To assess that need, the court can consider the districts’ current demand, projected demand growth, as well as a look at the use or disposition of the districts’ water rights.

If it is determined that the districts do not need the volume of water, the court can cancel all water rights confirmed in the decree.

In explaining the agreement on Dec. 1, Ela said that all the water rights in question were junior water rights, with the oldest dating back to 1965.

• The final decree will also include language indicating the districts agree that they will abandon five different conditional water rights held by the districts if they have not been used or perfected by the date the Dry Gulch facilities have been constructed, as well as the “portions of the Dry Gulch Project water rights not needed for the final constructed configuration of the Dry Gulch Project.”

• Lastly, the final decree “shall contain a finding that the decree terms are administrable by State Water Officials.”

“This is huge,” said Carrie Weiss, SJWCD board member, after thanking Ela and Harris for their work. “Six years later, it’s nice to put this to rest.”

“The settlement underscores that municipal water projects must be based on well-founded, substantiated data about future growth and water needs,” Peternell said in the press release. “In a time of water scarcity, Colorado must embrace water solutions that meet a range of needs, including municipal growth, agriculture and wildlife and recreation. No water user can take more than its fair share.”

While the result of the executive session was straightforward, the choice to enter into executive session was not.

A movement by a number of PAWSD board members, including Allan Bunch, aimed to move the executive session to the end of the meeting in order to move a separate discussion about Dry Gulch ownership and financing up on the agenda (see related article).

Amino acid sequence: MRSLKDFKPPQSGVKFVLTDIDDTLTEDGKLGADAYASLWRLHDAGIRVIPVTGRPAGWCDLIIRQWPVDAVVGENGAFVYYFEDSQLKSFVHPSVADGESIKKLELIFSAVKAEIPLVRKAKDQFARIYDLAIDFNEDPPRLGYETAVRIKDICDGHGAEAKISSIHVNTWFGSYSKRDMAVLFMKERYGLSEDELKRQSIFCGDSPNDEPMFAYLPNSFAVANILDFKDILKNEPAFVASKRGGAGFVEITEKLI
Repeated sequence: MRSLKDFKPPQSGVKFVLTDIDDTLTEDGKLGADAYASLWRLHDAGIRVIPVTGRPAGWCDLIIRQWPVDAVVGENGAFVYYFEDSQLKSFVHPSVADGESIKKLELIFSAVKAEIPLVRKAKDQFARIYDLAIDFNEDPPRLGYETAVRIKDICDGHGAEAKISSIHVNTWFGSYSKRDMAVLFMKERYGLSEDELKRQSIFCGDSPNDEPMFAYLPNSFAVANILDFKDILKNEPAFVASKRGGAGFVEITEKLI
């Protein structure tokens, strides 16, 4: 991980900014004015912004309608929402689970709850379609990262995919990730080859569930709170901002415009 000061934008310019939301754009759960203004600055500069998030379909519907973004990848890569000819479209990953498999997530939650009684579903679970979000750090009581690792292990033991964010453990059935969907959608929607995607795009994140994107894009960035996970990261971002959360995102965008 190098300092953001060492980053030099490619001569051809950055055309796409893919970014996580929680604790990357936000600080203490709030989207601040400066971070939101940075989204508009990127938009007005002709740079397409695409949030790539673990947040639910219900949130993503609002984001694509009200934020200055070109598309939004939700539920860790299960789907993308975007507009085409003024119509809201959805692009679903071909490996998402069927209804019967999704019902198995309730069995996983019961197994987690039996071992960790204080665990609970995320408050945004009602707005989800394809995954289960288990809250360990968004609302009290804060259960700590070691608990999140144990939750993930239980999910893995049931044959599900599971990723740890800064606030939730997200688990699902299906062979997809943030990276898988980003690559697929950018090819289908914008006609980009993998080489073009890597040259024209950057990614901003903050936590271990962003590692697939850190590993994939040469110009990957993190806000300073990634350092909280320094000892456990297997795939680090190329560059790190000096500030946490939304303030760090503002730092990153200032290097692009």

Bunch’s reasoning behind the move was to accommodate audience members (the most important people at the meeting, he said) who were at the meeting for the second Dry Gulch discussion, instead of making them sit through an executive session of unknown length.

PAWSD board chair Steve Hartvigsen maintained that there was some linkage between the topics, but that one did not depend on the other.

Members of the SJWCD board, including Weiss, voiced that the agenda had been posted before the meeting, alerting interested public of the executive session.

Weiss continued that she thought the executive session could come into play in the later discussion and didn’t want the boards to be reluctant in the open discussion by not knowing the outcome of the executive session.

After the boards decided to enter into executive session (though not formally, by motion), the public left the room, only to be called back minutes later for another discussion on the order of the agenda and an official motion to enter into executive session at the point indicated on the agenda.

Though litigation with Trout Unlimited should soon cease, it is still unclear whether or not Dry Gulch Reservoir will be built, when or by whom.